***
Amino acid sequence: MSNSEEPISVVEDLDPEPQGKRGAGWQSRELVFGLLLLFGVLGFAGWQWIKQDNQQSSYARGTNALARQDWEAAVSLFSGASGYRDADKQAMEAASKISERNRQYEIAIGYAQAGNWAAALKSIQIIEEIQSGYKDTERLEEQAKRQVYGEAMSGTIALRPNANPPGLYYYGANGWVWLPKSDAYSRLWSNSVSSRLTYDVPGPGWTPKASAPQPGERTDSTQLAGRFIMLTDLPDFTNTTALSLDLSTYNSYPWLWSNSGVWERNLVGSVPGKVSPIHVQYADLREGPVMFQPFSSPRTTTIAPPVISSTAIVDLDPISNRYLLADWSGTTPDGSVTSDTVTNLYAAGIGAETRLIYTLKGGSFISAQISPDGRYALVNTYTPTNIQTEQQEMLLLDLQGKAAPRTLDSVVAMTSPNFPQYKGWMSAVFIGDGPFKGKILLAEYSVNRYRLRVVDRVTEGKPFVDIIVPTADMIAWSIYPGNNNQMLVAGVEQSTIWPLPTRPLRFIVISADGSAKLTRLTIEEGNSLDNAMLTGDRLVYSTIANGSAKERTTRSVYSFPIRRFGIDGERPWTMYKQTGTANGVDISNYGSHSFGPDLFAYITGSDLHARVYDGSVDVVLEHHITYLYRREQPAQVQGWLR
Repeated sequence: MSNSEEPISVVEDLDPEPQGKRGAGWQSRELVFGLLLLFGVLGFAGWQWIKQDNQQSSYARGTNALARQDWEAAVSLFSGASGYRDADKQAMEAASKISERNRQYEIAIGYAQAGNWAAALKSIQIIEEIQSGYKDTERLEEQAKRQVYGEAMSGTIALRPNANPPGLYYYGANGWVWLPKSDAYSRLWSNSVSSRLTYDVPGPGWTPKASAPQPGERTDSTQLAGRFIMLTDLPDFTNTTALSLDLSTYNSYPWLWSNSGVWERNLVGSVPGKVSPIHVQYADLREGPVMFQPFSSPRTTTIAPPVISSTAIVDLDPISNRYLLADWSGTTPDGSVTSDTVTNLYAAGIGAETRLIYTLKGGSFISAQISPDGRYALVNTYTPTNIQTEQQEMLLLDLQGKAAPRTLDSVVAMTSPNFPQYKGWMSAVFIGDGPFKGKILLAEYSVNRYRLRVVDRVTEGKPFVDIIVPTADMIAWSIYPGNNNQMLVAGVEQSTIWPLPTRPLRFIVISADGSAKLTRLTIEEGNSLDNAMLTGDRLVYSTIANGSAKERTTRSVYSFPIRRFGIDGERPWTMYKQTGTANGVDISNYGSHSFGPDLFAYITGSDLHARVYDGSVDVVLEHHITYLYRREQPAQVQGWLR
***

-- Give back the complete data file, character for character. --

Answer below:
Amino acid sequence: MSNSEEPISVVEDLDPEPQGKRGAGWQSRELVFGLLLLFGVLGFAGWQWIKQDNQQSSYARGTNALARQDWEAAVSLFSGASGYRDADKQAMEAASKISERNRQYEIAIGYAQAGNWAAALKSIQIIEEIQSGYKDTERLEEQAKRQVYGEAMSGTIALRPNANPPGLYYYGANGWVWLPKSDAYSRLWSNSVSSRLTYDVPGPGWTPKASAPQPGERTDSTQLAGRFIMLTDLPDFTNTTALSLDLSTYNSYPWLWSNSGVWERNLVGSVPGKVSPIHVQYADLREGPVMFQPFSSPRTTTIAPPVISSTAIVDLDPISNRYLLADWSGTTPDGSVTSDTVTNLYAAGIGAETRLIYTLKGGSFISAQISPDGRYALVNTYTPTNIQTEQQEMLLLDLQGKAAPRTLDSVVAMTSPNFPQYKGWMSAVFIGDGPFKGKILLAEYSVNRYRLRVVDRVTEGKPFVDIIVPTADMIAWSIYPGNNNQMLVAGVEQSTIWPLPTRPLRFIVISADGSAKLTRLTIEEGNSLDNAMLTGDRLVYSTIANGSAKERTTRSVYSFPIRRFGIDGERPWTMYKQTGTANGVDISNYGSHSFGPDLFAYITGSDLHARVYDGSVDVVLEHHITYLYRREQPAQVQGWLR
Repeated sequence: MSNSEEPISVVEDLDPEPQGKRGAGWQSRELVFGLLLLFGVLGFAGWQWIKQDNQQSSYARGTNALARQDWEAAVSLFSGASGYRDADKQAMEAASKISERNRQYEIAIGYAQAGNWAAALKSIQIIEEIQSGYKDTERLEEQAKRQVYGEAMSGTIALRPNANPPGLYYYGANGWVWLPKSDAYSRLWSNSVSSRLTYDVPGPGWTPKASAPQPGERTDSTQLAGRFIMLTDLPDFTNTTALSLDLSTYNSYPWLWSNSGVWERNLVGSVPGKVSPIHVQYADLREGPVMFQPFSSPRTTTIAPPVISSTAIVDLDPISNRYLLADWSGTTPDGSVTSDTVTNLYAAGIGAETRLIYTLKGGSFISAQISPDGRYALVNTYTPTNIQTEQQEMLLLDLQGKAAPRTLDSVVAMTSPNFPQYKGWMSAVFIGDGPFKGKILLAEYSVNRYRLRVVDRVTEGKPFVDIIVPTADMIAWSIYPGNNNQMLVAGVEQSTIWPLPTRPLRFIVISADGSAKLTRLTIEEGNSLDNAMLTGDRLVYSTIANGSAKERTTRSVYSFPIRRFGIDGERPWTMYKQTGTANGVDISNYGSHSFGPDLFAYITGSDLHARVYDGSVDVVLEHHITYLYRREQPAQVQGWLR